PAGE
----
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Designing for Mobile First

Karissa Wingate

Designing for responsive layouts has been a big topic lately. I’ve been reading up on it a lot, and have officially been won over to a side. I believe that starting small and working upwards in size is most often the best way to create websites these days. We should start with the mobile design first.
Designing mobile first forces the content and functionality to be considered from a “what is most important” standpoint. Designing for mobile also outlines colors, general shapes, the feel of the website; all while restricting the design to its most basic elements. This starting point will help organize the site and fixing user experience problems at this size will help prevent them showing up later, when things are more complex. Architecting the user profiles at this stage will only serve to be the foundations of the ones at the desktop size.

Frankly, I think that this will be a relief to most designers. You get to build your design from the ground up, instead of trying to shove a big design into a small screen. Helpful advice: Use a grid system. Pick your favorite sized grid, and let your developer know how many columns you’re working with. You need essentially three different design versions at the minimum:

  1. Landscape
  2. Portrait
  3. Single column

Thinking about designing the website from the mobile version up will make setting the site up less messy later. It will save your front end developer time.  It will give your front end developers a spot to set up all of the “basics” of the website, setup the markup flow, set up media queries and css.  If you have the content narrowed down, you’ve got a basic idea of what the back end developers are going to need to focus on first. It will get the whole  process moving in the right direction. It will help make things easier for the whole team, and fit right into the Agile or Waterfall process.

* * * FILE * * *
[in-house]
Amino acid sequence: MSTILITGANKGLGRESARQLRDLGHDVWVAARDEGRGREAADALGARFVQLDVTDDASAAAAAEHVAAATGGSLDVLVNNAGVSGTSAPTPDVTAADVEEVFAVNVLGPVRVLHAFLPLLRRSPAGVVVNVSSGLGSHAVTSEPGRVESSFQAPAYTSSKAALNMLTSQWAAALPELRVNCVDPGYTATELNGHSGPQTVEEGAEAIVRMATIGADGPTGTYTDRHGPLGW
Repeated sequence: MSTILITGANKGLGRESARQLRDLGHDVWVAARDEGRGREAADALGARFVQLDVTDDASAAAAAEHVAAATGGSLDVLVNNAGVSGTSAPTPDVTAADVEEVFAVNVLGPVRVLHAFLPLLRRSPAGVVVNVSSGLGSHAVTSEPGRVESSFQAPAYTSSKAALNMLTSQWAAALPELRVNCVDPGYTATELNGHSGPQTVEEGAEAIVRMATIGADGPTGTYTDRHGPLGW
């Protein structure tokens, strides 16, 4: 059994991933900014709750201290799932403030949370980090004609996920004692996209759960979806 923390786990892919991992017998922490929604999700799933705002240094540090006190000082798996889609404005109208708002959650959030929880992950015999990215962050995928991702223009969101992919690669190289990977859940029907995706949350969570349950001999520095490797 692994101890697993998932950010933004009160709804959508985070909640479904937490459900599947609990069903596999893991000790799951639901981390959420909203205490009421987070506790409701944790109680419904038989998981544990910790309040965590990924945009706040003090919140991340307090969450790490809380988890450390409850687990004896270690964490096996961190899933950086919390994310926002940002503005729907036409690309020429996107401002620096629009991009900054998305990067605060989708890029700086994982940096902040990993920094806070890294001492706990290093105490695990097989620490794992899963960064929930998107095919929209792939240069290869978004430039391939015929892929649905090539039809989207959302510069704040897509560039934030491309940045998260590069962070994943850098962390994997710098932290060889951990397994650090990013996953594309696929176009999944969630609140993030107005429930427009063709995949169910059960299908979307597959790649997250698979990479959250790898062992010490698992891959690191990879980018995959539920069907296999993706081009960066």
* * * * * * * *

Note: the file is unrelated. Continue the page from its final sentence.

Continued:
Designing for mobile first may seem like putting the cart before the horse at the beginning, but when you think about it, a lot of things have changed in the design world since the internet has been born. We no longer can think in terms of printed static designs slapped onto a screen. We have to consider things like eye strain and display density. Animations are available and design aesthetics change rapidly. We have a huge range of screens, with 85% of visitors have a screen resolution higher than 1024×768. Most computers display 16.8 million colors. Mobile browsing accounts for 12.3% of browsing, but mac only accounts for 9.2% and we’ve been supporting them for years, even as their percentage was as low as 2%.

Design has to adapt to our changing world. It always has. It starts by considering the whole picture at the beginning of the design process, not tacking on ideas later. We wouldn’t try to take a full spread newspaper add and shrink it to the side of a milk carton, so why would we try to make our giant desktop sized designs fit our cell phones? We shouldn’t. We create a similar but simplified design.

Milk carton first people, otherwise your design might sour before you’re done!

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1 Comment. Leave new

These aren’t bold assertions by any means, I think that it’s the right way to do things, with one caveat. And that caveat is that you can’t do mobile first when you’re doing a redesign of an existing site. It’s my belief that you need to get requirements for the redesign of the desktop that will inform the mobile version.

So, you’re right, mobile first, if it’s a brand new design … and they have time for you to do mobile first. Because they might be fighting the clock on time to market.

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